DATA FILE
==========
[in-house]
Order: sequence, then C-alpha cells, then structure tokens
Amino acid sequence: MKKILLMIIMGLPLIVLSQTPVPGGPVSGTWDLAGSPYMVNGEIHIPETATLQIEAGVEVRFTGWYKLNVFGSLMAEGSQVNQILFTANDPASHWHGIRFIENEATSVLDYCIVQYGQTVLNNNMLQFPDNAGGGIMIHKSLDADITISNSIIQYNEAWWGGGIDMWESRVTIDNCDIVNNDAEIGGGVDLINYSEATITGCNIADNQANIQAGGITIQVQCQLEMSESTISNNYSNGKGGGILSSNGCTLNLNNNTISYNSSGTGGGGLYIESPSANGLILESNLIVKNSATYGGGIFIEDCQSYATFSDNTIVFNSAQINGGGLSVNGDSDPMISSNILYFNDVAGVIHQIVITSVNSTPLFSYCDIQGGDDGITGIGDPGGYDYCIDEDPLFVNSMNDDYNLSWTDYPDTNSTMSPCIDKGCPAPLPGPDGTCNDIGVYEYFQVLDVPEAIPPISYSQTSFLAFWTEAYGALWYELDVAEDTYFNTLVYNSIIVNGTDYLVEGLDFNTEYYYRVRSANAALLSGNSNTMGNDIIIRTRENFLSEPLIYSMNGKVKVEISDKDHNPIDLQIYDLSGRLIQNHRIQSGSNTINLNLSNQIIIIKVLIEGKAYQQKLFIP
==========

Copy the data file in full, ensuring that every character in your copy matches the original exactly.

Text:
[in-house]
Order: sequence, then C-alpha cells, then structure tokens
Amino acid sequence: MKKILLMIIMGLPLIVLSQTPVPGGPVSGTWDLAGSPYMVNGEIHIPETATLQIEAGVEVRFTGWYKLNVFGSLMAEGSQVNQILFTANDPASHWHGIRFIENEATSVLDYCIVQYGQTVLNNNMLQFPDNAGGGIMIHKSLDADITISNSIIQYNEAWWGGGIDMWESRVTIDNCDIVNNDAEIGGGVDLINYSEATITGCNIADNQANIQAGGITIQVQCQLEMSESTISNNYSNGKGGGILSSNGCTLNLNNNTISYNSSGTGGGGLYIESPSANGLILESNLIVKNSATYGGGIFIEDCQSYATFSDNTIVFNSAQINGGGLSVNGDSDPMISSNILYFNDVAGVIHQIVITSVNSTPLFSYCDIQGGDDGITGIGDPGGYDYCIDEDPLFVNSMNDDYNLSWTDYPDTNSTMSPCIDKGCPAPLPGPDGTCNDIGVYEYFQVLDVPEAIPPISYSQTSFLAFWTEAYGALWYELDVAEDTYFNTLVYNSIIVNGTDYLVEGLDFNTEYYYRVRSANAALLSGNSNTMGNDIIIRTRENFLSEPLIYSMNGKVKVEISDKDHNPIDLQIYDLSGRLIQNHRIQSGSNTINLNLSNQIIIIKVLIEGKAYQQKLFIP